Too little glue is better than too much. Even if the bond doesn't occur along the entire edge, you can still see what the proper bond should look like before trying again.
Don't be afraid to mess up. The bound sets quickly, so you know right away whether the result is any good, and if it's not just trim the ends and try again.
You should use brand new rubber bands; old dirty rubber bands aren't worth the trouble.
Step 5: Column, Upper Roller, and Collector
The column is a piece of 3/4" PVC that holds the upper roller and supports the aluminum can collector. Cut two lengths of PVC; the column will be 11 in, and the handle 4 in. Now drill a hole 0.5 in from the top of the column. Remove any burrs from the PVC. Wash and dry to remove any PVC dust.
The upper roller is a 9x6 mm roundelle Czech glass bead purchased from artbeads.com. Artbeads.com has no minimum order with free shipping, but please don't take advantage of them by spending less than a dollar; buy a few beads. The axis for the roller is made from a paper clip that has been straightened and formed into an L shape. Stick the paper clip through the holes in the column and trim the excess. Now curve the axel inward slightly. Wrap a little Teflon tape around the axel, and slip the bead over it. The slippery Teflon tape will prevent the paper clip from grinding the bead. Now tape two narrow strips of electrical tape on either side of the bead. You can use a wire stripper to cut away excess tape. These bumpers keep the bead from sliding to the left or right on the axel when you wave the VDG around. The holes in the column are of course too small to pass the bead and bumpers, so you must insert the assembly in the end of the PVC, hook the bottom of the L into one hole, then push the other end of the axel into the other hole.
To make the upper comb, cut 8 in of wire, strip 0.25 in from one end, which will be the upper comb, and 1 in from the other. Shape the wire around the column like the picture shows, then tape the wire to the column. Spread out the comb's strands and twist together the strands on the other end. The comb points at the roller when the generator is running, but can be easily moved out of the way to remove the upper roller assembly.
The collector is made of an aluminum can with the lid removed. First remove the can's tab. The aluminum can's lid can be cut out with a sharp knife but using a handheld can opener is much safer and leaves fewer sharp edges. Use a paper napkin to keep the wheel with teeth from puncturing the can. The can opener should be used like scissors to remove the lid; don't twist. The collector's support is made from a Gatorade or similar bottle. Trace the circumference of a piece of PVC onto the bottles lid. Remove the material from the lid within the circle. Place the aluminum can onto the bottle and trace a circle around the bottle where its neck meets the can. Cut the neck off the bottle using the line as reference. Don't cut exactly on the line, but leave a little excess, which can be trimmed away later if necessary. Screw the lid back onto the neck of the bottle and insert it onto the column starting from the bottom.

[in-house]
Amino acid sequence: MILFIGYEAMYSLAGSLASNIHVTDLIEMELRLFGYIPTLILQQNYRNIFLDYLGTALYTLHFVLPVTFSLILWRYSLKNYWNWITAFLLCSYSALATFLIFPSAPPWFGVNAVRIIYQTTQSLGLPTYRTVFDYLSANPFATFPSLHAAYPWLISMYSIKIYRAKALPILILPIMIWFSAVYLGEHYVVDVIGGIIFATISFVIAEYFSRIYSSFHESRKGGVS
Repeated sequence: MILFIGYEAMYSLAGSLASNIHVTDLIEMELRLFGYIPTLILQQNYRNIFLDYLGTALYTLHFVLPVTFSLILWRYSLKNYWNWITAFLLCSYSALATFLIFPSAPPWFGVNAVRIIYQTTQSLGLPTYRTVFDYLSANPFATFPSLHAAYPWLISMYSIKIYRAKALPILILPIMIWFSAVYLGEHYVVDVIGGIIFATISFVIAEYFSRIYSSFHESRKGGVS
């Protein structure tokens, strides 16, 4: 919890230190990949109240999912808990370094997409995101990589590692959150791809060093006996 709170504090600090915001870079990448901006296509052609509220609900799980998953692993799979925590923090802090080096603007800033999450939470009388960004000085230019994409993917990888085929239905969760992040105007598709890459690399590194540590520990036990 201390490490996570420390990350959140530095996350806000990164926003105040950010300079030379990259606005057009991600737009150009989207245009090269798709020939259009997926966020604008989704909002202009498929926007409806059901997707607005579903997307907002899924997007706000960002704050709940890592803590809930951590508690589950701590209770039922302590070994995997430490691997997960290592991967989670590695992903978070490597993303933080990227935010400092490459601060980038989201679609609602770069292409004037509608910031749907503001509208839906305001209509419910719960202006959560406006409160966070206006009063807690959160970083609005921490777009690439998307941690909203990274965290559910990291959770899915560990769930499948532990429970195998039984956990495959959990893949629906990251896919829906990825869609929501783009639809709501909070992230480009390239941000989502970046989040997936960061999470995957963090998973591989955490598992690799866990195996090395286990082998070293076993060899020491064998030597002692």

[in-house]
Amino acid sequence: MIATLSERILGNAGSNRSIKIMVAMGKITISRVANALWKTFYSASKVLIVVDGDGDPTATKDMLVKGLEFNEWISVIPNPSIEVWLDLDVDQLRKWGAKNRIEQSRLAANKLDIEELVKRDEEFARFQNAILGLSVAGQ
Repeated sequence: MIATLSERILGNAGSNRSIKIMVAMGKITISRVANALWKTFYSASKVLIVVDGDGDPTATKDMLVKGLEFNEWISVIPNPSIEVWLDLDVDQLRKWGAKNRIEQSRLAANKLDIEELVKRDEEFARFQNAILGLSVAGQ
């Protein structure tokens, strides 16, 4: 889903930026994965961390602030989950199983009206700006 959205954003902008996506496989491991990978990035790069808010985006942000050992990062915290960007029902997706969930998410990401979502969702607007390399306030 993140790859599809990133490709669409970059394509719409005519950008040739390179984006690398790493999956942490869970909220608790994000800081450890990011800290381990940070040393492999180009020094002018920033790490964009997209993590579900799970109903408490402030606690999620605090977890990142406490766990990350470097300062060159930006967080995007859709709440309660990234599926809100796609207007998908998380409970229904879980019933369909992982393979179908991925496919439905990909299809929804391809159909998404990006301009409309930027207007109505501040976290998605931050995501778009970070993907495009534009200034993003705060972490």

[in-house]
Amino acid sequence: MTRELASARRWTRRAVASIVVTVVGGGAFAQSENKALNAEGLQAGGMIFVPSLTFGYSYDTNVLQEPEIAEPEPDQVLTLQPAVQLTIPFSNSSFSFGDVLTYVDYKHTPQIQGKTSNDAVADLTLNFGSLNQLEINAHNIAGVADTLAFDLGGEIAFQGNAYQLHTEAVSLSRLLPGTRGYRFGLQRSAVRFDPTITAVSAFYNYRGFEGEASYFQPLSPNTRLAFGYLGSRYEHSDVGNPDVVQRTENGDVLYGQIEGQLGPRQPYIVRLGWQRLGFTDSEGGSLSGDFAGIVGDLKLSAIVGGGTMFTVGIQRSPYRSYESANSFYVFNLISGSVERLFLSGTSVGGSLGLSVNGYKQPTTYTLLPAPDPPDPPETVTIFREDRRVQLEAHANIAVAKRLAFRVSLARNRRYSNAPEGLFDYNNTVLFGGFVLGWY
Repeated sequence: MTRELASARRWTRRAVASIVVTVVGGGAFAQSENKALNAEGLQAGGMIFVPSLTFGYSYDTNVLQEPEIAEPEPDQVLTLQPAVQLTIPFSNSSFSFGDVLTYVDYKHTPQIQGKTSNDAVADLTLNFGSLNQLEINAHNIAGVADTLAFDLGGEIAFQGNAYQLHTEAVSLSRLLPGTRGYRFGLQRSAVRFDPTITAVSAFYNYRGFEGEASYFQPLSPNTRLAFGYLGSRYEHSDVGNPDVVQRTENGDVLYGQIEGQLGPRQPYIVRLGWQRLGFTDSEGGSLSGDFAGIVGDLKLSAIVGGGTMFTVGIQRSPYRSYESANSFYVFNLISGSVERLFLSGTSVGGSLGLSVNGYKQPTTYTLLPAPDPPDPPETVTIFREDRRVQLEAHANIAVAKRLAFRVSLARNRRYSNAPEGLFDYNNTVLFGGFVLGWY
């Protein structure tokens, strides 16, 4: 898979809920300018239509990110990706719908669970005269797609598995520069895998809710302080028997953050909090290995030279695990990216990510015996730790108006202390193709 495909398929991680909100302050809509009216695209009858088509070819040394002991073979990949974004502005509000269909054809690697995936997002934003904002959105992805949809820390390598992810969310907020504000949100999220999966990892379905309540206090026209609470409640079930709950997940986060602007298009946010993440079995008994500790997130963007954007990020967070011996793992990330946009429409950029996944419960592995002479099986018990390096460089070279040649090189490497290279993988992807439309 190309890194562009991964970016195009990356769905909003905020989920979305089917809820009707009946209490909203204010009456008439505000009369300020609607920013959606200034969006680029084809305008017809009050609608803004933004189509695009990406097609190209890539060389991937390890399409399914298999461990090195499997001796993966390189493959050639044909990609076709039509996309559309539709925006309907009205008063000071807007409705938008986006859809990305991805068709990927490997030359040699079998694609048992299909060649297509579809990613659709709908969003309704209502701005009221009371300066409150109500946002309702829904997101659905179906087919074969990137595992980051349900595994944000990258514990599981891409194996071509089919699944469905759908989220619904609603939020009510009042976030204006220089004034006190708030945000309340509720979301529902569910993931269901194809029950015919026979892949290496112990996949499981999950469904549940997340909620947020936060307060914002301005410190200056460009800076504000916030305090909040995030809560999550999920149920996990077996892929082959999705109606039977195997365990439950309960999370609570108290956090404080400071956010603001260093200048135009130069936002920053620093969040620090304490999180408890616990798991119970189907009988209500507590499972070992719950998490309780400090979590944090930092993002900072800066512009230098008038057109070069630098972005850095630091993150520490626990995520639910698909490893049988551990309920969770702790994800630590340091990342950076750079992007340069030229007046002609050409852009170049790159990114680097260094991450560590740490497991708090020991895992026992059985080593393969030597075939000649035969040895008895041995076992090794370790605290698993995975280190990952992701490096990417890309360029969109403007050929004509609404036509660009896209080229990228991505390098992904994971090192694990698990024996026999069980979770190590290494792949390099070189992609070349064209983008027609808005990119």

Step 6: Complete Assembly
Loop the rubber band onto the upper roller and insert the roller assembly into its holes. Thread an alligator lead through the column, hook the rubber band, and pull it through the column. Pinch a loop into the end of the rubber band and hook it onto the lower roller. Insert the column into the Tee. Look down into the column to make sure the rubber band is not twisted and everything is lined up. Point the upper comb at the rubber band. Make sure neither comb is touching the rubber band. Place the aluminum can onto the column. Push the support up until the can rests on it. Use a couple pieces of electrical tape to affix the can to the support. Later you can glue the bottle neck to the can, but make sure the hole in the bottle is large enough to pass the PVC with the upper wire attached. The end of the upper comb's wire should make contact with the inside of the aluminum can. Place a 3/4" PVC cap onto the handle and insert it into the Tee. Grip the end of the lower comb's wire (aka ground wire) while holding the handle. Apply power to the motor. With a lot of luck you'll feel a static charge on the collector when you move your hand near.
To prevent the VDG from producing sparks you can cover the collector with a piece of cardboard. The VDG will still perform most of the same stunts including the merciless destruction of electronic devices.
Step 7: Fiddling and Debugging
This VDG design works well when it works, but can be very vexing when it doesn't.
Don't lose heart.
If you apply power to the motor and it doesn't turn, remove power immediately.